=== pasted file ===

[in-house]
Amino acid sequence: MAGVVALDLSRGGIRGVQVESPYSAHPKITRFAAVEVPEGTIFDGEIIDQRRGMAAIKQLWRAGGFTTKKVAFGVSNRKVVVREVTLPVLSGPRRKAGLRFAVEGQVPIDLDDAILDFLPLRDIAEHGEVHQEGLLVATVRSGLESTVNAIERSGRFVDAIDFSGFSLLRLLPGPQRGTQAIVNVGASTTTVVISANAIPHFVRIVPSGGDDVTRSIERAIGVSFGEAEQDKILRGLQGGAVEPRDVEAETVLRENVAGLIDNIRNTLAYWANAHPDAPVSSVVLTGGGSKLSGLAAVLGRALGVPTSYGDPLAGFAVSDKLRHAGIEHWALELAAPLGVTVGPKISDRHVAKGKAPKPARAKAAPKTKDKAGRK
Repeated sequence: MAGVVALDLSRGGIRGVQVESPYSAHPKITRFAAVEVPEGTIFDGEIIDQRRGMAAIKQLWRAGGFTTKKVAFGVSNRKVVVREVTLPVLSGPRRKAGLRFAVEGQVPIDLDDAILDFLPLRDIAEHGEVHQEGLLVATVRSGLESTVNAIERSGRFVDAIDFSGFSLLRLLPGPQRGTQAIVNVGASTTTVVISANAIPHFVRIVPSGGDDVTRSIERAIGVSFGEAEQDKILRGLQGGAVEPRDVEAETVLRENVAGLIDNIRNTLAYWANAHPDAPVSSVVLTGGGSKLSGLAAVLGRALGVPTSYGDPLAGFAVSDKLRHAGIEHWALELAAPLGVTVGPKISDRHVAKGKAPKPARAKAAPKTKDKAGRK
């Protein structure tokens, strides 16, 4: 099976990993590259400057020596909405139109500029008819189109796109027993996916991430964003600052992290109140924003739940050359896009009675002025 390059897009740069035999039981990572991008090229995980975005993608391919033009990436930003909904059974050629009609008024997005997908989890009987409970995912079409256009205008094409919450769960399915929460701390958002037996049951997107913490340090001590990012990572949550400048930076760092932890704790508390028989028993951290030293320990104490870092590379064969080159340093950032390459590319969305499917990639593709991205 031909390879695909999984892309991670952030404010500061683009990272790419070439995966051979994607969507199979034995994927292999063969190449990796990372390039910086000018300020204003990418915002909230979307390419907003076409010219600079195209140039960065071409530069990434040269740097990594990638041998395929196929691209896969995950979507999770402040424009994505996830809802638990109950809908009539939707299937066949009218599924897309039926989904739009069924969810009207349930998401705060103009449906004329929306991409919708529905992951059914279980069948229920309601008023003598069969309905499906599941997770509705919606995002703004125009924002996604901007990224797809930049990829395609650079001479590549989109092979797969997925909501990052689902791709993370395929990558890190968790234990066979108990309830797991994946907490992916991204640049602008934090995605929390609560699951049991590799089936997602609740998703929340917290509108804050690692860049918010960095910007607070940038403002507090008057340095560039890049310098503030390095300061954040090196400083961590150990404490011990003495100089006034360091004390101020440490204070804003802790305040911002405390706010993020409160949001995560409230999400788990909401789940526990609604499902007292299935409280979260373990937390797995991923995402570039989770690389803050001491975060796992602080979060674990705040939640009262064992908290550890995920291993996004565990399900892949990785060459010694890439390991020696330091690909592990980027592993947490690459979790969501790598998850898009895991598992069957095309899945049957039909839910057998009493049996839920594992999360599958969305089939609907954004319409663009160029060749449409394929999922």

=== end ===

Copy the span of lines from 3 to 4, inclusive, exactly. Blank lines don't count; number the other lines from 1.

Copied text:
Repeated sequence: MAGVVALDLSRGGIRGVQVESPYSAHPKITRFAAVEVPEGTIFDGEIIDQRRGMAAIKQLWRAGGFTTKKVAFGVSNRKVVVREVTLPVLSGPRRKAGLRFAVEGQVPIDLDDAILDFLPLRDIAEHGEVHQEGLLVATVRSGLESTVNAIERSGRFVDAIDFSGFSLLRLLPGPQRGTQAIVNVGASTTTVVISANAIPHFVRIVPSGGDDVTRSIERAIGVSFGEAEQDKILRGLQGGAVEPRDVEAETVLRENVAGLIDNIRNTLAYWANAHPDAPVSSVVLTGGGSKLSGLAAVLGRALGVPTSYGDPLAGFAVSDKLRHAGIEHWALELAAPLGVTVGPKISDRHVAKGKAPKPARAKAAPKTKDKAGRK
């Protein structure tokens, strides 16, 4: 099976990993590259400057020596909405139109500029008819189109796109027993996916991430964003600052992290109140924003739940050359896009009675002025 390059897009740069035999039981990572991008090229995980975005993608391919033009990436930003909904059974050629009609008024997005997908989890009987409970995912079409256009205008094409919450769960399915929460701390958002037996049951997107913490340090001590990012990572949550400048930076760092932890704790508390028989028993951290030293320990104490870092590379064969080159340093950032390459590319969305499917990639593709991205 031909390879695909999984892309991670952030404010500061683009990272790419070439995966051979994607969507199979034995994927292999063969190449990796990372390039910086000018300020204003990418915002909230979307390419907003076409010219600079195209140039960065071409530069990434040269740097990594990638041998395929196929691209896969995950979507999770402040424009994505996830809802638990109950809908009539939707299937066949009218599924897309039926989904739009069924969810009207349930998401705060103009449906004329929306991409919708529905992951059914279980069948229920309601008023003598069969309905499906599941997770509705919606995002703004125009924002996604901007990224797809930049990829395609650079001479590549989109092979797969997925909501990052689902791709993370395929990558890190968790234990066979108990309830797991994946907490992916991204640049602008934090995605929390609560699951049991590799089936997602609740998703929340917290509108804050690692860049918010960095910007607070940038403002507090008057340095560039890049310098503030390095300061954040090196400083961590150990404490011990003495100089006034360091004390101020440490204070804003802790305040911002405390706010993020409160949001995560409230999400788990909401789940526990609604499902007292299935409280979260373990937390797995991923995402570039989770690389803050001491975060796992602080979060674990705040939640009262064992908290550890995920291993996004565990399900892949990785060459010694890439390991020696330091690909592990980027592993947490690459979790969501790598998850898009895991598992069957095309899945049957039909839910057998009493049996839920594992999360599958969305089939609907954004319409663009160029060749449409394929999922």